Senate Republicans are calling on Federal Reserve Chairman Jerome Powell and San Francisco Fed President Mary Daly for more information about their oversight of Silicon Valley Bank leading up to the bank’s failure.
SVB, a bank used by technology startups, collapsed on March 10 after announcing it was trying to raise money. This spurred clients to withdraw their funds, which the bank could not cover. California regulators seized SVB, with the federal government stepping in to guarantee the money held at the bank. The Fed was aware of the bank’s risky practices more than a year before its collapse, the New York Times reported.
In response, Senate Republicans on the Banking Committee sent a letter to Powell and Daly, laying out 12 separate requests for information, including examination reports on SVB and the calendar entries of bank examiners, Daly, and members of the Fed Board in Washington by no later than April 6.
“It is apparent that the Federal Reserve supervisors and examiners neglected to intervene in a meaningful, appropriate way to rectify the bank’s deficiencies, ensure safe and sound operations, and prevent its ultimate failure,” the senators wrote in the letter.
“The American people deserve transparency and accountability from their government officials, and they are entitled to understand precisely what Federal Reserve officials knew about the apparent risks associated with SVB, when they knew it, and why they failed to act to prevent the bank failure from occurring,” they added.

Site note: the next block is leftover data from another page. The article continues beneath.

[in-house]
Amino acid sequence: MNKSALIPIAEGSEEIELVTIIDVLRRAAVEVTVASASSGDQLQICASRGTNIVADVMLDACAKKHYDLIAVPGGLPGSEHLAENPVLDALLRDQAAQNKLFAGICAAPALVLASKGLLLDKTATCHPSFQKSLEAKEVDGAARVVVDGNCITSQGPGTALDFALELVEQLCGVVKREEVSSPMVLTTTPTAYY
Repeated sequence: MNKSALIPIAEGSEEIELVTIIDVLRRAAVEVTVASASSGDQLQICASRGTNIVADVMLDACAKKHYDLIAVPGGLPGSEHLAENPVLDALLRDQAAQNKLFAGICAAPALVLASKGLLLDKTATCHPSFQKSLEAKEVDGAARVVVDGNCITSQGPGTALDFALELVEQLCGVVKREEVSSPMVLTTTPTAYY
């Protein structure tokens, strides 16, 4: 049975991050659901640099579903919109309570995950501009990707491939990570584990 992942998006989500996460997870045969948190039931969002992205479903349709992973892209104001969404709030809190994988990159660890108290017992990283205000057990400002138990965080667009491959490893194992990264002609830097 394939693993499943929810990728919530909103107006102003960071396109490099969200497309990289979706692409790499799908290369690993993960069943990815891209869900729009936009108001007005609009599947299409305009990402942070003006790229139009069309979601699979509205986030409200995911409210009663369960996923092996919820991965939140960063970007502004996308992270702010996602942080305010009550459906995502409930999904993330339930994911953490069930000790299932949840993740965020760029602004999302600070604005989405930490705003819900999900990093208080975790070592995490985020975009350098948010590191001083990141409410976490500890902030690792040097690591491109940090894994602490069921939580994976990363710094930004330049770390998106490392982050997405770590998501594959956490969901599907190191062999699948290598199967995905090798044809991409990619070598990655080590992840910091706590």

The outrage on Capitol Hill is bipartisan, with Democrats also looking for answers. House Financial Services Chairman Patrick McHenry (R-NC) and ranking member Maxine Waters (D-CA) are calling for a Government Accountability Office investigation. Sen. Elizabeth Warren (D-MA) has been critical of Powell and the Fed’s former vice chairman for supervision, Randal Quarles, for failing to conduct proper oversight in the wake of the bank’s failure.
Warren and Sen. Rick Scott (R-FL) introduced bipartisan legislation to require a presidentially appointed and Senate-confirmed inspector general to the Fed and the Bureau of Consumer Financial Protection to provide reforms to the system.